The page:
In 1994 Sarah Remy earned a BA in English Literature and Creative Writing from Pomona College in California. Since then she’s been employed as a receptionist at a high-powered brokerage firm, managed a boutique bookstore, read television scripts for a small production company, and, more recently, worked playground duty at the local elementary school.
When she’s not taking the service industry by storm, she’s writing fantasy and science fiction. Sarah likes her fantasy worlds gritty, her characters diverse and fallible, and she doesn’t believe every protagonist deserves a happy ending.
Before joining the Harper Voyager family, she published with EDGE, Reuts, and Madison Place Press.
Sarah lives in Washington State with plenty of animals and people, both. In her limited spare time she rides horses, rehabs her old home, and supervises a chaotic household. She can talk to you endlessly about Sherlock Holmes, World of Warcraft, and backyard chicken husbandry, and she’s been a member of one of Robin Hobb’s longest-running online fan clubs since 2002.
Her latest is the fantasy novel, Stonehill Downs.
For More Information
- Visit Sarah Remy’s website.
- Connect with Sarah on Facebook and Twitter.
- Find out more about Sarah at Goodreads.
- Visit Sarah’s blog.
- Contact Sarah.
About the Book:
Stonehill Downs follows Mal, a powerful mage who functions as Lord Vocent, the king’s personal forensic scientist and detective. Magic and murder are his calling. Never have the two entangled in quite as terrifying a manner as on Stonehill Downs, where Avani, a Goddess-gifted outsider, has discovered a host of gruesome corpses reeking of supernatural malfeasance. The investigation is haunted by ghosts of Mal’s past, and the two quickly learn that they must cast aside their secrets if they are to succeed in unearthing the pervading evil—before it’s unleashed from the boundaries of the Downs, straight into the heart of the kingdom.
For More Information
- Stonehill Downs is available at Amazon.
- Pick up your copy at Barnes & Noble.
- Discuss this book at PUYB Virtual Book Club at Goodreads.
Would you call yourself a born writer?
Yes, definitely. I started writing when I was very young. It never mattered to me whether I made money off my stories. I write to entertain myself and it’s an essential part of my sanity, and really fun to boot.
What was your inspiration for STONEHILL DOWNS?
I wanted to set unusual characters down in a typical fantasy setting. I wanted a female protagonist who didn’t care what the rest of the world thought of her, who was true to herself, and not dependent on cultural norms for self identification. And I wanted a magus – Mal – who at first glance comes across as your usual fantasy sorcerer but who is in fact deeply flawed and maybe not meant to be the series’ hero.
What themes do you like to explore in your writing?
Morals. Real people have different value concepts, and my characters do as well. I also have a fondness for the puzzle of religion and how different cultures deal with faith or the lack thereof. I’ve also got a wee morbid streak. I like a little gore and violence in every story.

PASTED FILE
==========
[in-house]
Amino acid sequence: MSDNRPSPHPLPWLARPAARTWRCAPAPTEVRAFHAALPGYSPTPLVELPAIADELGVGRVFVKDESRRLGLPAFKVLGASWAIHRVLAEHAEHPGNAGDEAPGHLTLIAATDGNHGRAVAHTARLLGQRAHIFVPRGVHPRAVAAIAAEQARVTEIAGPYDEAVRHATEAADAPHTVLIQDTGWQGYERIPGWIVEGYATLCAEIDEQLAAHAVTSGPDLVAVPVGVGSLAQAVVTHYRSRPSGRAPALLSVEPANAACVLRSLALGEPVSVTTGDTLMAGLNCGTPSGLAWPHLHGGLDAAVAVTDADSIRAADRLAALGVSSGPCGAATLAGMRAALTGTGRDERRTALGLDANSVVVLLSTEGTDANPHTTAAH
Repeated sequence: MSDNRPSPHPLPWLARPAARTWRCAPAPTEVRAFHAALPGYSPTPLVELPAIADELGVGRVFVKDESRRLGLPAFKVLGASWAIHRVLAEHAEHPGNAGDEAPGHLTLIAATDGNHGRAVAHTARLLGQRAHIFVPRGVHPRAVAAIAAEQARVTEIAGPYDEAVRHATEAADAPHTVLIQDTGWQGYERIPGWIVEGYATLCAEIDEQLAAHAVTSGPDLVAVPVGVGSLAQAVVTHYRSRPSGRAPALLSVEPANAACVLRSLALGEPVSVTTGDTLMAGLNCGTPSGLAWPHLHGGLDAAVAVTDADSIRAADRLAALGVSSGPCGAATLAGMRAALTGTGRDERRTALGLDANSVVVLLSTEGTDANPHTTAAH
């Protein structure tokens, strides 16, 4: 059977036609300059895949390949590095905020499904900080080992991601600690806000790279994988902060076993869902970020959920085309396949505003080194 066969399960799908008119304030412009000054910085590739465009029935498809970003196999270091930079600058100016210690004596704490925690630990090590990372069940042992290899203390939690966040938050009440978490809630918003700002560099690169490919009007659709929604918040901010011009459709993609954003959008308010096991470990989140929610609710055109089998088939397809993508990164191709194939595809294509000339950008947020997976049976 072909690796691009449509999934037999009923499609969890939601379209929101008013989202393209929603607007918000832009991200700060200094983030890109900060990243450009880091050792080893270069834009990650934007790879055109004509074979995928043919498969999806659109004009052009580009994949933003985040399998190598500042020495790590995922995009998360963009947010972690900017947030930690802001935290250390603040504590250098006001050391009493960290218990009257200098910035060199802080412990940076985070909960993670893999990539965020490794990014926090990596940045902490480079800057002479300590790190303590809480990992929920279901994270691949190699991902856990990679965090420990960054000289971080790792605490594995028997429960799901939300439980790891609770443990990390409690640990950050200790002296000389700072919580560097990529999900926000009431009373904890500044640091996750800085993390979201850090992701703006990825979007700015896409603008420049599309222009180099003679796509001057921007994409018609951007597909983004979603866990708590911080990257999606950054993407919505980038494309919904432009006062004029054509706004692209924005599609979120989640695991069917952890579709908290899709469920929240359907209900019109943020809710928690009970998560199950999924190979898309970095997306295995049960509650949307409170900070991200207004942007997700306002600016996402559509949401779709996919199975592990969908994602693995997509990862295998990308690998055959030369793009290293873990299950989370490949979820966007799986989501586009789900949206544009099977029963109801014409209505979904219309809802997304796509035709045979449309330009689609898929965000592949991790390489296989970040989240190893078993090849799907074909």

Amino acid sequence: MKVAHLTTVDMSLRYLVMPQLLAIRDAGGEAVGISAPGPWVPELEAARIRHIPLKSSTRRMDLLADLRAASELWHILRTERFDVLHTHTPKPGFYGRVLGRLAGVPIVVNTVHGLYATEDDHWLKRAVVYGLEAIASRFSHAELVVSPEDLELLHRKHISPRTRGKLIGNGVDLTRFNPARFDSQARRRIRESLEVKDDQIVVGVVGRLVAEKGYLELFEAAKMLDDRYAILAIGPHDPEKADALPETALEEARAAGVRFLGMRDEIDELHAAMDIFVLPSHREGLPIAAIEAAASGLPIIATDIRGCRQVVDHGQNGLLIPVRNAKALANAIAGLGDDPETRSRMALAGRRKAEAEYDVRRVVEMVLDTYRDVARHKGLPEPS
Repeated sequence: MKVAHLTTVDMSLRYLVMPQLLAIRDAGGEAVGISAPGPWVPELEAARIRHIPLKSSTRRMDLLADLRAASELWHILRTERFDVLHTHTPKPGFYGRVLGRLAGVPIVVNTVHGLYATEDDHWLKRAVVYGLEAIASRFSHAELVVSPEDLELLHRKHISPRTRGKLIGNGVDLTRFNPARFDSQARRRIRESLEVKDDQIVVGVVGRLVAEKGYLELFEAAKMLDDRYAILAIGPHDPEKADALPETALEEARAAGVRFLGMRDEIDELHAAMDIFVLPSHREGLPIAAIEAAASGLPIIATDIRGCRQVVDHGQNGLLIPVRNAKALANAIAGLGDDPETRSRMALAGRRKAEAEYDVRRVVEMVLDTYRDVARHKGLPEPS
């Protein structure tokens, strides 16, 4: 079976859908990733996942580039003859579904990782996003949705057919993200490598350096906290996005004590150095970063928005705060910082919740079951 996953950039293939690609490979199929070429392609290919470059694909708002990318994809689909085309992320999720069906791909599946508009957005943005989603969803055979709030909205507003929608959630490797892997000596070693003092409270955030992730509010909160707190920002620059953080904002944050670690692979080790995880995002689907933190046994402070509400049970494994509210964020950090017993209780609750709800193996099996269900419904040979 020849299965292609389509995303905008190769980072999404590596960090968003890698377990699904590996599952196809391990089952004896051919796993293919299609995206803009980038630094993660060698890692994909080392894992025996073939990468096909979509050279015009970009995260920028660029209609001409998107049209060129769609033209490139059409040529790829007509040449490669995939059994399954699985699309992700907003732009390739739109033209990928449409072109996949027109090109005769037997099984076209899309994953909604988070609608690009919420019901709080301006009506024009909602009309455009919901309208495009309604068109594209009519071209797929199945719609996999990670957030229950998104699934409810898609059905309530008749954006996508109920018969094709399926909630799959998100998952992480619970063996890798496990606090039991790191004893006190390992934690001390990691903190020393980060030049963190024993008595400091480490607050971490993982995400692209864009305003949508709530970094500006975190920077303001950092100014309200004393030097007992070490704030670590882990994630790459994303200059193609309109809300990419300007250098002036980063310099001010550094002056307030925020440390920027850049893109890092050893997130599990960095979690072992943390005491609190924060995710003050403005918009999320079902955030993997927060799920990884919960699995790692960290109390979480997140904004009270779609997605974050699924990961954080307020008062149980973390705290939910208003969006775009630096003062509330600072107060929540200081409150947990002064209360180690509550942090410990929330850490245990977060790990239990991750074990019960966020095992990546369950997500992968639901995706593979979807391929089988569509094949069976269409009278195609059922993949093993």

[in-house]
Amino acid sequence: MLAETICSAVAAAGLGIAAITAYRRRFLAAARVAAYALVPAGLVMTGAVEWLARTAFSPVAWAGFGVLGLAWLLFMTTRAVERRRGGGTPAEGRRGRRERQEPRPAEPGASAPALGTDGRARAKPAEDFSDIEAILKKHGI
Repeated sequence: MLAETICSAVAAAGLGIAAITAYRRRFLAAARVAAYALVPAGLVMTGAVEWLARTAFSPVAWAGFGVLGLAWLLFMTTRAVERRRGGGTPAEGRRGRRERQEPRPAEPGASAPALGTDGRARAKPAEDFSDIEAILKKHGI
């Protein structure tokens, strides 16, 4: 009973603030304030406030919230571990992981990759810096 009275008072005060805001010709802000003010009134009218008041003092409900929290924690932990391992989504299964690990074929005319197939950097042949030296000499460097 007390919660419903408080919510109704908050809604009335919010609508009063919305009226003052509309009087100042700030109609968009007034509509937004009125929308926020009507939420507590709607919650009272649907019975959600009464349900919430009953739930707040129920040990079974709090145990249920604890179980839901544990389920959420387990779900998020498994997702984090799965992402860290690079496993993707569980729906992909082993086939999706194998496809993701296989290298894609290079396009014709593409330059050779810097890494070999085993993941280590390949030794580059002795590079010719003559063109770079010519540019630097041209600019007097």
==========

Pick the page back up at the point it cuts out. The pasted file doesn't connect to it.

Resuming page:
How long did it take you to complete the novel?
Stonehill took me roughly six months. Its sequel, Across the Long Sea, was written to deadline and as a result took only about four.
Are you disciplined? Describe a typical writing day.
Yes, I have to be very disciplined. Otherwise nothing gets done. I typically schedule a few hours in front of the computer after lunch, and then several more late, before bed. I sit down even if I have nothing to say. I put down words even if I have nothing to say. Bad prose can be fixed later, and I’m fine with that, so long as the story keeps going forward.
What did you find most challenging about writing this book?
Actually, writing the sequel. Stonehill was picked up in Harper/Voyager’s open call; the manuscript had been sitting in my desk for a few years and I hadn’t given it much thought. When Harper came back to me for a follow-up, I had a real brain freeze, simply because I’d moved on to other things and had other worlds in my head. I went back and reread Stonehill several times, and was relieved when the characters finally begin to live and breathe again.
What do you love most about being an author?
Living multiple imaginary lives. There’s nothing better.
Did you go with a traditional publisher, small press, or did you self publish? What was the process like and are you happy with your decision?
I’m a hybrid author. I self publish, I submit to small press, and now I write for Harper. I like to say I write the stories I want to tell, and then toss them out there and see where they end up. The pleasure, for me, is in the writing. The rest of it works, or doesn’t, and I’m okay with that.
Where can we find you on the web?
You can find me at www.sarahremy.com or on Twitter as @sarahremywrites Please do come find me. I love people.